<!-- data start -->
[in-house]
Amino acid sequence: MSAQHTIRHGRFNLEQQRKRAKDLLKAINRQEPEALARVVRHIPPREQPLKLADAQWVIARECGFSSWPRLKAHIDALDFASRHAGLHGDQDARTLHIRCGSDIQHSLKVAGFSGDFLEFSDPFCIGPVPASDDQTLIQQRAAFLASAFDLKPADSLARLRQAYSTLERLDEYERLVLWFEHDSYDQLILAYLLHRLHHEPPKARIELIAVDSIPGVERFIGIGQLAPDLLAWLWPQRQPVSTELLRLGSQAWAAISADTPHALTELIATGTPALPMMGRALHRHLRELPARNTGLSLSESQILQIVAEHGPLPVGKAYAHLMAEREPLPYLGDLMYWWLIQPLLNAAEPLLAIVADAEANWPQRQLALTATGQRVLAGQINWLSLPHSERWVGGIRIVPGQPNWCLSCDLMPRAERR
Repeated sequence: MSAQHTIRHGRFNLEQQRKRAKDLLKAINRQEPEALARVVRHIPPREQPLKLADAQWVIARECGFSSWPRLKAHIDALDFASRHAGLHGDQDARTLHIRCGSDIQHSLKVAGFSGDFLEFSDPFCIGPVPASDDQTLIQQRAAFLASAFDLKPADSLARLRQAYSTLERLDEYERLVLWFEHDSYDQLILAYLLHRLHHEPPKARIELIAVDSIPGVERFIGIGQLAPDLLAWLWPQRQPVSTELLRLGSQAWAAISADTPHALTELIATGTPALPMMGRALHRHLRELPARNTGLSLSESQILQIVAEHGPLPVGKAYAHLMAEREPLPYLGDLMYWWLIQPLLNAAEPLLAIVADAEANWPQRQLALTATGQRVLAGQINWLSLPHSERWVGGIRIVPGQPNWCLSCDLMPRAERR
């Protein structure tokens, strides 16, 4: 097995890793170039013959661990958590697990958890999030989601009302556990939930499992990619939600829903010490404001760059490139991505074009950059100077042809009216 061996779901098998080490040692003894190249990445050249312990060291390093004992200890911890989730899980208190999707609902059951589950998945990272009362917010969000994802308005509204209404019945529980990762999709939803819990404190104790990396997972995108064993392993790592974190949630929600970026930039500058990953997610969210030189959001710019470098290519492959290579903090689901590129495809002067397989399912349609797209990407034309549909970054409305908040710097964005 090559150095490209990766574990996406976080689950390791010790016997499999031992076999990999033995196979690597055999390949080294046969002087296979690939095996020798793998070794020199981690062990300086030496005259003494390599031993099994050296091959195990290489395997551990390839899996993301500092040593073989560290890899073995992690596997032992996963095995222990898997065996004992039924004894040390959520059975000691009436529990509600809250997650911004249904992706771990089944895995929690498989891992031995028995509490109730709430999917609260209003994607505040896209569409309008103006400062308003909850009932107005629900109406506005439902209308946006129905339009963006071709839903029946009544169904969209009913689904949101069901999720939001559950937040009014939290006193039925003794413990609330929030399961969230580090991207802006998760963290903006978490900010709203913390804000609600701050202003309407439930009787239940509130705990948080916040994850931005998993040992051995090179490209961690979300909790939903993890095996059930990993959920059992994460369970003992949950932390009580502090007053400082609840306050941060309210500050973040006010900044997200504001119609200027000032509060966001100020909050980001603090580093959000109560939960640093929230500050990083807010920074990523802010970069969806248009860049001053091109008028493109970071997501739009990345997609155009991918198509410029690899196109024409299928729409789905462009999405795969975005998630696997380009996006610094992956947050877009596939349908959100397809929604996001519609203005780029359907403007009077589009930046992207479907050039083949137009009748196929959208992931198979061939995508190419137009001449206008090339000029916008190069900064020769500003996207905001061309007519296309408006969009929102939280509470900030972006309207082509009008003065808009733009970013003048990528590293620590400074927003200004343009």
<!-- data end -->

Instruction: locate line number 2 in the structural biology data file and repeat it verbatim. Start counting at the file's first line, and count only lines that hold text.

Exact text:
Amino acid sequence: MSAQHTIRHGRFNLEQQRKRAKDLLKAINRQEPEALARVVRHIPPREQPLKLADAQWVIARECGFSSWPRLKAHIDALDFASRHAGLHGDQDARTLHIRCGSDIQHSLKVAGFSGDFLEFSDPFCIGPVPASDDQTLIQQRAAFLASAFDLKPADSLARLRQAYSTLERLDEYERLVLWFEHDSYDQLILAYLLHRLHHEPPKARIELIAVDSIPGVERFIGIGQLAPDLLAWLWPQRQPVSTELLRLGSQAWAAISADTPHALTELIATGTPALPMMGRALHRHLRELPARNTGLSLSESQILQIVAEHGPLPVGKAYAHLMAEREPLPYLGDLMYWWLIQPLLNAAEPLLAIVADAEANWPQRQLALTATGQRVLAGQINWLSLPHSERWVGGIRIVPGQPNWCLSCDLMPRAERR